A new report from research and consulting firm Zpryme describes the growing field of smart appliances as a tremendous market opportunity. It estimates that the global household smart appliance market will grow from $3.06 billion to $15.12 billion over the next five years. In 2015, the global market size for smart washers and smart refrigerators will reach $3.54 billion and $2.69 billion, respectively.
Surfing on the tsunami-sized wave of government investment that is subsidizing the development of the Smart Grid, both here and abroad–and particularly in China–a few forward-looking appliance makers are positioning themselves ahead of what some say will be a flood of smart appliances.
What exactly are smart appliances? After all, ever since the first microprocessors came out, home appliances have been getting smarter, providing more and more convenience and efficiency. All of the major brands have been churning out smart appliances one after another. But these new smart appliances are different: their enhanced value lies in the way that they are inextricably bound to the Smart Grid. According to the Association of Home Appliance Manufacturers (AHAM), the designation smart appliance refers to a modernization of the electricity usage control system of a home appliance so that it monitors, protects and automatically adjusts its operation to the needs of its owner.
AHAM lists the following six key features that distinguish smart appliances:
- Dynamic electricity pricing information is delivered to the user
- It can respond to utility signals
- Integrity of its operation is maintained while automatically adjusting its operation to respond to emergency power situations and help prevent brown or blackouts
- The consumer can override all previously programmed selections or instructions from the Smart Grid, while ensuring the appliance‘s safety functions remain active
- When connected through a Home Area Network and/or controlled via a Home Energy Management system, smart appliances allow for a total home energy usage approach. This enables the consumer to develop their own energy usage profile and use the data according to how it best benefits them
- It incorporates features to target renewable energy by allowing for the shifting of power usage to an optimal time for renewable energy generation, i.e., when the wind is blowing or sun is shining.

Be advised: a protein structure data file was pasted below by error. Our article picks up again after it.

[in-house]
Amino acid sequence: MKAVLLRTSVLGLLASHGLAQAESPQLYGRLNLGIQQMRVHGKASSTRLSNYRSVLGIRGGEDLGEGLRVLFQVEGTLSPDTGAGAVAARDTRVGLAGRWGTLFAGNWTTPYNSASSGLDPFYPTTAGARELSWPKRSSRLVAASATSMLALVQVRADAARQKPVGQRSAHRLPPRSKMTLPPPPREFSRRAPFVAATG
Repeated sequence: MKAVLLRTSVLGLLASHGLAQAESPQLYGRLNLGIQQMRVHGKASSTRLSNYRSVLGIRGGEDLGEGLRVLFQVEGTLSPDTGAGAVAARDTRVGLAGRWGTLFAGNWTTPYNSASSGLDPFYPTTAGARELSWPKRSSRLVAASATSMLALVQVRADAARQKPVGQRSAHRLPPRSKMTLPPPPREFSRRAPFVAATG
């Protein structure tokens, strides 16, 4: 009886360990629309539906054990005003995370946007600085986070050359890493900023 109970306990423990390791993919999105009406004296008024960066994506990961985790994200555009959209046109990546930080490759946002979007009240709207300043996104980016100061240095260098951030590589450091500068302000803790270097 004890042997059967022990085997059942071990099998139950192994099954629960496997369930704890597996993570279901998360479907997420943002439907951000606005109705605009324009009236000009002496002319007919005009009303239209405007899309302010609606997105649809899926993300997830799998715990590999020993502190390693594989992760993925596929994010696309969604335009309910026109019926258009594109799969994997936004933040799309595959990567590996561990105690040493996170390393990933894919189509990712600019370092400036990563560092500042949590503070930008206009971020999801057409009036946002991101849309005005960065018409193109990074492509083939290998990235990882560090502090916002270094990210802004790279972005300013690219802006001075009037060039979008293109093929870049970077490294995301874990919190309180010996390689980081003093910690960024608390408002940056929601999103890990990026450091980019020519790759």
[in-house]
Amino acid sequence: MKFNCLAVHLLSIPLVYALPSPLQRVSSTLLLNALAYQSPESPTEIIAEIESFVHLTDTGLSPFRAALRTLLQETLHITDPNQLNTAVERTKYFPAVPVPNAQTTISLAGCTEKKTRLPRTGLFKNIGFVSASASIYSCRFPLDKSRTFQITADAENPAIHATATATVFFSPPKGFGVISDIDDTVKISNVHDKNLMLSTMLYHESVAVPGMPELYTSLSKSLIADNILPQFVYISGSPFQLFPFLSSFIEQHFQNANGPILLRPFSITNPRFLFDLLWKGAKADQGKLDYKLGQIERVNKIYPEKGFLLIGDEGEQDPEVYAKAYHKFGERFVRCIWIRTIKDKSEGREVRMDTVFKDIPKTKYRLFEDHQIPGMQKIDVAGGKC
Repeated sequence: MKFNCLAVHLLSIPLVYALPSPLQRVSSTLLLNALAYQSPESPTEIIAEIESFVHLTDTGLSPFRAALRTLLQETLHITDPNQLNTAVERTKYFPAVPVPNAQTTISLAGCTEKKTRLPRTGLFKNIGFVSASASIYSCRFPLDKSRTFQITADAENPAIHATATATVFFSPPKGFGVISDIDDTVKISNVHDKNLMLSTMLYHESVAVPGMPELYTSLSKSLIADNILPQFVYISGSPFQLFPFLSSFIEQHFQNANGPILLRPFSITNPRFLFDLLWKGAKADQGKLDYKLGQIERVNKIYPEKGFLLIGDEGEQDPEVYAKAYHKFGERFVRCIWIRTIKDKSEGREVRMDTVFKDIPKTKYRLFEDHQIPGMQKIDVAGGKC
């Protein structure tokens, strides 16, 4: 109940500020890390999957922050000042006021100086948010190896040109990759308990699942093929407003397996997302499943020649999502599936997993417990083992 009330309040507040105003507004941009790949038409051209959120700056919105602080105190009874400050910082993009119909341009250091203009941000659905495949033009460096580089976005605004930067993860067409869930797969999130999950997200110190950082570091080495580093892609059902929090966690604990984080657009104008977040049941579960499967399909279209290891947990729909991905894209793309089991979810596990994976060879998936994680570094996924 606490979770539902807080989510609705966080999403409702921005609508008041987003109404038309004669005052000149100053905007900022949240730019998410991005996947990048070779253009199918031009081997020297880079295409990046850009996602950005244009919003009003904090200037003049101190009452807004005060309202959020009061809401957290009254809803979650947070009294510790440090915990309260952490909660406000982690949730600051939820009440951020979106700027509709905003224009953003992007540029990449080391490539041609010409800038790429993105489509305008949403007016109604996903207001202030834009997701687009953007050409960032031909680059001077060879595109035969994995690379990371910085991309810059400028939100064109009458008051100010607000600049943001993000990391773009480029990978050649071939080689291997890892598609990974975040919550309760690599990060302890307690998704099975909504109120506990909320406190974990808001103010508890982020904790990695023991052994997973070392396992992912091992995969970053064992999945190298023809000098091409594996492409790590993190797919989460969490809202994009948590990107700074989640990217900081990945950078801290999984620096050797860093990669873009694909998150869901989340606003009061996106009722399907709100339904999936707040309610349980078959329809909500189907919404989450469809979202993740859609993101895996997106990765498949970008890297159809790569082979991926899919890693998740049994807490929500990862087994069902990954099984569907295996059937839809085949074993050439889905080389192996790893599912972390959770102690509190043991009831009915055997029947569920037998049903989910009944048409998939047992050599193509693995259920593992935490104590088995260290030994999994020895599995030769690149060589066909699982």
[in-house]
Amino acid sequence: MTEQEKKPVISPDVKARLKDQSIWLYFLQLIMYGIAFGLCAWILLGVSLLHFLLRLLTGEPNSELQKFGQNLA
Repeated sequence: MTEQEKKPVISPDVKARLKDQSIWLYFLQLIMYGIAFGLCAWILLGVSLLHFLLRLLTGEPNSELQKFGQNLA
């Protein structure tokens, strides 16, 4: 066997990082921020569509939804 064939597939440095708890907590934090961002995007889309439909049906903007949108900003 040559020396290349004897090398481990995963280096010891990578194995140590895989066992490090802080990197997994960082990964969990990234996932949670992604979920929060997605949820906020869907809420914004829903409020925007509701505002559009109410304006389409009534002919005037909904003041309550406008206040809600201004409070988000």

All sounds great, but what exactly will these things do? How about a stove or a dryer or a toaster that reduces its heat output during periods of peak demand? This will cause the toast or the soup or the towels to take a little longer to finish, but it will be better for the planet and the wallet. In the case of a washer or a dishwasher, it could mean postponing the cycle until later in the evening, when demand has gone down. In other words, smart appliances will scrutinize, synchronize and economize.
All of this will require a certain amount of patience and flexibility on the part of consumers but it should help manage costs and provide a number of environmental benefits such as the enhanced use of renewables as noted above and the reduced use of peaking plants which tend to be both dirtier and more expensive than most other forms of power generation.
Here in the US, we are projected to dominate the household smart appliance market next year, accounting for 46.6 percent ($1.43 billion) of the global market. By 2015 though, the US market share is projected to decrease to 36.0 percent ($5.46 billion) of the fast-growing global household smart appliance market.
Meanwhile, China is expected to follow the US with a market share of 11.6 percent ($355 million) next year. In 2015, China is projected to account for 18.2 percent ($2.76 billion) of the global household smart appliance market. This vigorous growth is expected to be driven by pricing, environment, energy efficiency, Smart Grid build-out, and government subsidies. These numbers are on the consumption side. As to who will be producing these smart appliances, that remains to be seen. The key players at this point are GE and Whirlpool who have both moved aggressively into this technology space, with help from companies like Tendril and Trilliant on the connectivity side of things. GE launched its first smart hybrid water heater last fall, which they say will reduce energy consumption by around 15%.
According to the Zpryme, there is still plenty of room for more players in this rapidly expanding market.
The substantial amount of federal incentives certainly doesn’t hurt either. It’s worth noting that while China leads in total smart grid stimulus funding with $7.3 billion, the US is a close second with $7.2 billion.
Now all that remains to be seen is whether consumers will appreciate the benefits in these devices, which will certainly command premium prices, or are the manufacturers counting on government incentives to smooth the way?
What’s amazing about it, is that when all of this is operational, it will work automatically, often without our knowledge. These appliances will be like instruments in an orchestra, scattered in thousands of homes throughout our communities, and will follow the direction of an electronic conductor, who, in turn, will be carefully watching the energy that we as a community consume. If you like the idea of saving energy, then this could be music to your ears.